What is bitcoin multisig escrow and how does it work?

First published: 12/12/2022
| Last updated: 01/18/2023
| -- min read

If you need to trade with someone when there’s uncertainty about them holding up their end of the deal, you might consider escrow, an arrangement that ensures the obligations of an agreement are met before payment is settled. Traditionally, this involves funds being held by a trusted third party, known as an escrow agent, who acts on behalf of the parties involved in the agreement. However, with bitcoin, a new type of escrow based on multisig is possible.

How bitcoin multisig escrow works

In a bitcoin multisig escrow, funds are deposited in a multisig wallet constructed using the public keys of the two parties participating in the transaction and one or more intermediaries. When the conditions of the agreement have been fully met, a quorum of keys can sign a transaction that releases the funds from the escrow.

Benefits of bitcoin multisig escrow

Trustless and timely settlement makes multisig escrow a powerful tool for many escrow scenarios, and bitcoin multisig escrow takes advantage of the programmatic and immutable nature of bitcoin transactions to provide a secure and transparent escrow process.

The many benefits of multisig escrow over more traditional escrow arrangements include:

  • Trustless: Traditional escrow means trusting a third party with custody of funds. Bitcoin multisig escrows are trustless; they don’t require trusting a third-party escrow agent with unilateral control of escrow funds. This can reduce cost and increase efficiency.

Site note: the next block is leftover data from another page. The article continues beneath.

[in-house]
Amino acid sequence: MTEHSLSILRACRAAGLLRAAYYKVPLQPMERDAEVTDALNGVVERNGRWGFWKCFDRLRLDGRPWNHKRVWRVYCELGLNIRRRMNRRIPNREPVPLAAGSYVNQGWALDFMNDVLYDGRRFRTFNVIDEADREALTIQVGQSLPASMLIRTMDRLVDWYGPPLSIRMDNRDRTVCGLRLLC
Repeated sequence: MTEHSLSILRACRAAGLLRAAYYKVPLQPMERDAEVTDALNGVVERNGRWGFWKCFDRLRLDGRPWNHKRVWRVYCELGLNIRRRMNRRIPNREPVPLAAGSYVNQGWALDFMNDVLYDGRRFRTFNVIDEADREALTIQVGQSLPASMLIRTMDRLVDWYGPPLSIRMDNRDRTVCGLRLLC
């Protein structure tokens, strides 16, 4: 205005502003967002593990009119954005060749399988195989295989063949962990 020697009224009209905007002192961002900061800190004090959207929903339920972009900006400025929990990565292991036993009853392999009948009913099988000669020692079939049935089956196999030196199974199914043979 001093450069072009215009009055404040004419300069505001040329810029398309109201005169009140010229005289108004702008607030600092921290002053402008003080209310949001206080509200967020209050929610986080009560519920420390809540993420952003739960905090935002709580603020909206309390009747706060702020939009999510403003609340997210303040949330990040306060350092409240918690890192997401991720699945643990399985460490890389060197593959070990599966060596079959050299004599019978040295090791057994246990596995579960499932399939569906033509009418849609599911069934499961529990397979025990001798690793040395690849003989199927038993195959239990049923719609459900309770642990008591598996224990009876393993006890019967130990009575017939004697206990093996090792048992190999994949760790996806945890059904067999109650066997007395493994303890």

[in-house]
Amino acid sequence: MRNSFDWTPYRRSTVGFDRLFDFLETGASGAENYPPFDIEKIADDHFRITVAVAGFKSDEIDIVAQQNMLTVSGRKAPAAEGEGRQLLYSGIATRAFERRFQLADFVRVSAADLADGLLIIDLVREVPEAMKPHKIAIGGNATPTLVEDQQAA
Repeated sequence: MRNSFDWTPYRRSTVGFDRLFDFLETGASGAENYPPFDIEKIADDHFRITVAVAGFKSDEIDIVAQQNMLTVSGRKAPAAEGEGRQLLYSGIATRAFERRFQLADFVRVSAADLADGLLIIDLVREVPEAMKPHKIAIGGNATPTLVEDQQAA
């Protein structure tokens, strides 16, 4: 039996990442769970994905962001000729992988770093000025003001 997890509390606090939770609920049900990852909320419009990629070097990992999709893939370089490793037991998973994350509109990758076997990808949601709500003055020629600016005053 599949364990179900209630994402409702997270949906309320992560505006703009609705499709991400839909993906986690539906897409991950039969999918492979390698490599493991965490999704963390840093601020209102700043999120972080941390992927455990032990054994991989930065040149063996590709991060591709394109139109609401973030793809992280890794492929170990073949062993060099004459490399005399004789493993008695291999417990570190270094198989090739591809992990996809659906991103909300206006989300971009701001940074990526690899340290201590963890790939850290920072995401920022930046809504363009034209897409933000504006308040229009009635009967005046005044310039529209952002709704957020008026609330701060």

• Secure and transparent: Compared to traditional escrow, bitcoin multisig escrow provides increased security and transparency through bitcoin’s immutable transactions and its transparent ledger, called the blockchain. This can help to prevent fraud and ensure that all parties involved in the escrow are held accountable.
  • Faster settlement times: Traditional escrow can take days to settle. Bitcoin multisig escrows offer faster settlement times, allowing for the assurance of an uncensorable payment that can be delivered within minutes.
  • Flexibility and customization: Bitcoin multisig escrow allows for greater flexibility and customization of the escrow agreement. Users can set unique requirements to be met to broadcast transactions depending on their circumstances.
  • Global and censorship-resistant: Traditional escrow providers are typically limited in the currencies they support. The global and censorship-resistant nature of the bitcoin network makes seamless cross-border transactions possible.

Constructing an escrow wallet

A bitcoin multisig escrow is created by combining the public keys of the participating parties using multisig wallet software such as Sparrow, Caravan, or other platform-specific tools. The multisig wallet is constructed using a predetermined quorum, or “m-of-n” configuration, where “n” is the total number of keys used to create the wallet, and “m” is the number of keys required to authorize a transaction.

Then, a deposit address is constructed for the multisig wallet, and funds are sent to this address. Funds can only be released when the required number of keyholders agree that the conditions of the escrow have been met and sign a transaction to disburse funds. No single party can move the funds without the authorization of one or more of the other parties.